Table of content    
  1. Finding Nemo (2003)
  2. Poltergeist (1988)
  3. Big (1988)
  4. Jurassic Park (1993)
  5. Mrs. Doubtfire (1993)
  6. Lilo & Stitch (2002)
  7. Home Alone (1990)
  8. Freaky Friday (2003)
  9. Ferris Bueller’s Day Of (1986)
  10. Mary Poppins (1964)

10 Films You Loved As A Kid, But View In A New Light As An Adult

It is true that watching movies from childhood as an adult hits differently. Back then, the magic captured our imaginations, but now, as grown-ups, we discover new layers of meaning. The jokes have extra depth, and the lessons hit home in a deeper way. What used to be simple now carries nuanced themes, making the movie experience richer. 
It’s like meeting an old friend again and realizing there was always more to the story. These movies become time capsules, holding onto our younger selves and giving us new insights into life.
Here are 10 movies that you will see differently as adults. If they have your curiosity, scroll down to learn more.

#1. Finding Nemo (2003)

Finding Nemo is a colorful and fun movie for kids, following a widowed father's journey to rescue his missing son. Kids connect with Nemo's adventurous spirit, while adults see Marlin as the true hero. His quest gains emotional depth as an adult, knowing Nemo is all he has left after a traumatic event. The ending is not just happy but also a relief for Marlin.

#2. Poltergeist (1988)

Poltergeist is a good horror film for younger viewers, not too scary. It's about a family haunted by the supernatural, and you can connect with either the kids or the parents. The movie taps into common childhood fears like ghosts and clowns, but surprisingly, it might be scarier for adults. Diane and Steve fight to save their kids and themselves. The characters drive the story, making you feel their actions will determine if they make it out alive.

#3. Big (1988)

Big stars Tom Hanks in a hilarious role as a boy who becomes an adult overnight. The film has subtle jokes for grown-ups and goes beyond the fun to explore themes of rediscovering youth's simplicity and kindness. As we watch from an adult's perspective, Josh's mother gains importance, reflecting the emotions parents feel when their children grow up.

#4. Jurassic Park (1993)

Kids love Jurassic Park for its lifelike dinosaurs, a dream come true. But adults see it more as a nightmare, with the whole theme park posing a massive threat. The movie shows adults feeling powerless to protect the kids, especially when faced with huge dangers like a T. rex. Adults also relate more to the tense relationships between the characters.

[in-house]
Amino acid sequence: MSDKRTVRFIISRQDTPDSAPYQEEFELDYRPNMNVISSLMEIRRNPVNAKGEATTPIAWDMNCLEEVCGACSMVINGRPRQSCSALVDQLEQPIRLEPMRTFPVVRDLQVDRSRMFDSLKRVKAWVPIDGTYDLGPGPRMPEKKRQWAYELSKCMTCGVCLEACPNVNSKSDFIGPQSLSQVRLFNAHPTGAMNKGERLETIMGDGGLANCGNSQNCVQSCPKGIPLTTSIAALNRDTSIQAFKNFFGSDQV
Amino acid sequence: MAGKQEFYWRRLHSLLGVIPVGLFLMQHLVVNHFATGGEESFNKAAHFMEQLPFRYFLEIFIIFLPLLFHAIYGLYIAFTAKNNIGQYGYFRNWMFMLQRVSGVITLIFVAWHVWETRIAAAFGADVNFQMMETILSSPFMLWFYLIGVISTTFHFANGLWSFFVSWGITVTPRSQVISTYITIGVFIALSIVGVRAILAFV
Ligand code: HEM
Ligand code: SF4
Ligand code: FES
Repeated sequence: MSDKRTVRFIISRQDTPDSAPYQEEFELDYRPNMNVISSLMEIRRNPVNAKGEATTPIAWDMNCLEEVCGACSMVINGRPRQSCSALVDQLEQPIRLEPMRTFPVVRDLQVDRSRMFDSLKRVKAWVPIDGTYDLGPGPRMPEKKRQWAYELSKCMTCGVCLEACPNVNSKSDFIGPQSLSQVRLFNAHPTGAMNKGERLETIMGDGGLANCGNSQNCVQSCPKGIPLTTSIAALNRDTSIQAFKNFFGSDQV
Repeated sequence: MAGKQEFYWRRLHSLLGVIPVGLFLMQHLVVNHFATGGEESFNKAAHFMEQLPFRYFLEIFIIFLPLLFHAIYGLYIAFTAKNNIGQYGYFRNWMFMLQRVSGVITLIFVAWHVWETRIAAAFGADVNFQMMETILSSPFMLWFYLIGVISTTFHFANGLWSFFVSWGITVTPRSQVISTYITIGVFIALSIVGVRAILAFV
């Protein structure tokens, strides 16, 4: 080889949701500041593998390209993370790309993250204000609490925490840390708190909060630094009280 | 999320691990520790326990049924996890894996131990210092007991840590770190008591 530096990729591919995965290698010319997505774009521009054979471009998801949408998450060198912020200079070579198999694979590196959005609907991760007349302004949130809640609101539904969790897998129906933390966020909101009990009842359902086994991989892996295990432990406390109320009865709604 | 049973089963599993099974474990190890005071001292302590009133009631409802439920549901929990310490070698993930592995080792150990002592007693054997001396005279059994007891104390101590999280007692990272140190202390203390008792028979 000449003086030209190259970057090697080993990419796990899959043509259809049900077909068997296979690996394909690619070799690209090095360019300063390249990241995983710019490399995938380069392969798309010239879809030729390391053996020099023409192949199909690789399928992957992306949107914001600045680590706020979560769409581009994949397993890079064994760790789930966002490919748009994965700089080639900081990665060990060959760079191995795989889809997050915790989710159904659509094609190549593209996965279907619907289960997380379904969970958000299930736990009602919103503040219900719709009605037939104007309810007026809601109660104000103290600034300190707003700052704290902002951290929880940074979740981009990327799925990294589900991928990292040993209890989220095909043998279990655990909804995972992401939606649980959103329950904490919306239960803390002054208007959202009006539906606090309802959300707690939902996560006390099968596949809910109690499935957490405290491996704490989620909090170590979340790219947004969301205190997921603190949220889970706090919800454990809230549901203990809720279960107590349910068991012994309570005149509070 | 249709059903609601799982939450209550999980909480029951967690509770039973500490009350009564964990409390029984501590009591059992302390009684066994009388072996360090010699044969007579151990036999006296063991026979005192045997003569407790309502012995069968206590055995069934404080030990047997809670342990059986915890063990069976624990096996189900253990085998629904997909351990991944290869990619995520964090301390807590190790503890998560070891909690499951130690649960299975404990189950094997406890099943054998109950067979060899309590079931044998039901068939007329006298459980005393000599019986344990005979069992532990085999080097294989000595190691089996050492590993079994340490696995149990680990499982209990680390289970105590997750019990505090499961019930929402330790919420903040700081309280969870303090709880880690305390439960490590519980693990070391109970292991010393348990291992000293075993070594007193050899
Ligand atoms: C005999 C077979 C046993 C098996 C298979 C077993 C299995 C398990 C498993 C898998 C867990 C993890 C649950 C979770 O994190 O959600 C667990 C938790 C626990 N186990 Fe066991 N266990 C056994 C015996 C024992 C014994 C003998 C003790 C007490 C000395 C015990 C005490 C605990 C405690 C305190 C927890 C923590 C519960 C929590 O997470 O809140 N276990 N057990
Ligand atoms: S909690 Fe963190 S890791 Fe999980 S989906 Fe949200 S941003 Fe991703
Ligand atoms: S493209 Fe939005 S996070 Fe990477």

#5. Mrs. Doubtfire (1993)

Daniel, after a bitter divorce, disguises himself as Mrs. Doubtfire to be close to his kids. As an adult, the premise seems invasive and creepy, especially as Miranda is deceived into allowing a forbidden man into her home. The film discusses divorce, but only adults fully grasp how it impacts Miranda and Daniel, not just the children.

#6. Lilo & Stitch (2002)

Adults can feel the stress and desperation in Nani's job search in Lilo and Stitch, a struggle children might not fully grasp. Lilo and Stitch's innocent mischief unintentionally sabotages Nani's efforts, making her frustrations, especially about her lost parents, more complex than what kids might perceive.

#7. Home Alone (1990)

Director Chris Columbus uses clever camera angles in Home Alone to show things from a kid's point of view. The basement furnace and Old Man Marley seem scarier, but grown-ups understand that leaving a child alone is the real concern. While Kevin sees it as a chance to have fun, adults empathize with his parents. Harry and Marv's injuries are less funny when looked at through a practical, grown-up lens. It's a wonder they survived.

#8. Freaky Friday (2003)

Freaky Friday aims to shift perspectives as Anna and Tess swap bodies, fostering understanding. Viewers' focus depends on their relatability to a character, and older audiences resonate more deeply with the movie's message, having experienced both sides of the equation. 
Anna and Tess aren't inherently bad, but their struggle to empathize and communicate is a universal theme. Recognizing both perspectives enhances the appeal of Freaky Friday beyond just understanding Anna's side.

#9. Ferris Bueller’s Day Of (1986)

Ferris Bueller plays hooky with friends for a carefree adventure, capturing the teenage dream of freedom. The adults, portrayed as caricatures, symbolize societal pressures on the youth. 
However, the film has depth, particularly in Cameron's transformation from a subdued teen to someone who confronts his father. Amid the fun, a touch of sadness lingers, acknowledging the fleeting nature of youth in Ferris Bueller's Day Off.

#10. Mary Poppins (1964)

Mary Poppins (1964) Source: Mary Poppins (1964) / Buena Vista Distribution
Mary Poppins enchants with whimsical adventures for the Banks children. While kids enjoy songs and colorful escapades, adults recognize the deeper story of Mr. Banks. The diligent banker learns life's priorities with Mary Poppins and values time with his children. As an adult, Mary Poppins takes on a poignant aspect, a wanderer spreading joy but never finding a true home or family of her own.
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